Carolyn Kaster / AP

Three months ago, Special Counsel Robert Mueller completed his investigation into Russian election interference and President Donald Trump’s obstruction of justice. When the redacted report finally became available to Congress and the American people, it painted a damning picture of a corrupt president who welcomed and encouraged an attack on our country, capitalized on it, and then tried to cover up what he had done.

During his press conference announcing the end of his investigation, Mueller pointed out that the Department of Justice believes “the Constitution requires a process other than the criminal-justice system to formally accuse a sitting president of wrongdoing.” He was referring, without using the word, to impeachment—a process by which the U.S. House indicts, and the Senate convicts, a sitting president.

Congress has patiently tried to work within traditional means to get to the bottom of this extraordinary situation. Committees have called witnesses and requested evidence, only to be stonewalled by Trump and his associates. The president’s refusal to comply with the Constitution, statutes, and established congressional oversight defies the rule of law.

Mueller’s testimony before the House Judiciary and Intelligence Committees was a watershed moment. At this point, it is up to Congress to act on the evidence of multiple counts of obstruction of justice committed by the president, and to continue our investigation into whether he has committed other high crimes and misdemeanors.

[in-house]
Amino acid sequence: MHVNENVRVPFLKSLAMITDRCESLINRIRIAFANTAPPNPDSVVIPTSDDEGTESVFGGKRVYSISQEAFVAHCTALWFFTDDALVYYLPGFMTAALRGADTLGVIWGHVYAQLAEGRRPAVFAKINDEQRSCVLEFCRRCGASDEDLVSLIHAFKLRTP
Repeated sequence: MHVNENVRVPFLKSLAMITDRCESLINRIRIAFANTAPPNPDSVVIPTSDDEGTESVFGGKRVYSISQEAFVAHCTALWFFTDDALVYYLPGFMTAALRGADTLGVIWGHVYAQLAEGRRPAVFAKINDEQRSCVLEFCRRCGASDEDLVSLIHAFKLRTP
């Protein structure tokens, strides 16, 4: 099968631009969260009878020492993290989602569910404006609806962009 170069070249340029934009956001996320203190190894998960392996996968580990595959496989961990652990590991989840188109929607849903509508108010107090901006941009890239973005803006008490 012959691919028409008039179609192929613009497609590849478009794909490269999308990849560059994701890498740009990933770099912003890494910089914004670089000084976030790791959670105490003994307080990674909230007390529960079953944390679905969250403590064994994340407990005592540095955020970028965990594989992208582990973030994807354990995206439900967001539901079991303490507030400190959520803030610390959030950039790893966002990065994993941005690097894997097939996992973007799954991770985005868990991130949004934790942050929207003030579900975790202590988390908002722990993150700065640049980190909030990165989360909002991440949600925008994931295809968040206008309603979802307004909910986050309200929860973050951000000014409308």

Despite assertions to the contrary by the president and his allies, the special counsel’s report and testimony are not the end of our investigations. We have now filed a petition in court to obtain the grand-jury documents referenced in the special counsel’s report. In that filing, we have made clear that we will utilize our Article I powers to obtain the additional underlying evidence, as well as enforce subpoenas for key witness testimony, and broaden our investigations to include conflicts of interest and financial misconduct.

While many people believe that beginning an impeachment investigation can begin only with a vote of the full House of Representatives, this is not true. Article I authorizes the House Judiciary Committee to begin this process.

As members of the House Judiciary Committee, we understand the gravity of this moment that we find ourselves in. We wake up every morning with the understanding of the oath that binds us as members of Congress, and the trust that our constituents placed in us to uphold that oath. We will move forward with the impeachment process. Our investigation will seriously examine all the evidence as we consider whether to bring articles of impeachment or other remedies under our Article I powers.

Our Constitution requires it. Our democracy depends on it.

We want to hear what you think about this article. Submit a letter to the editor or write to letters@theatlantic.com.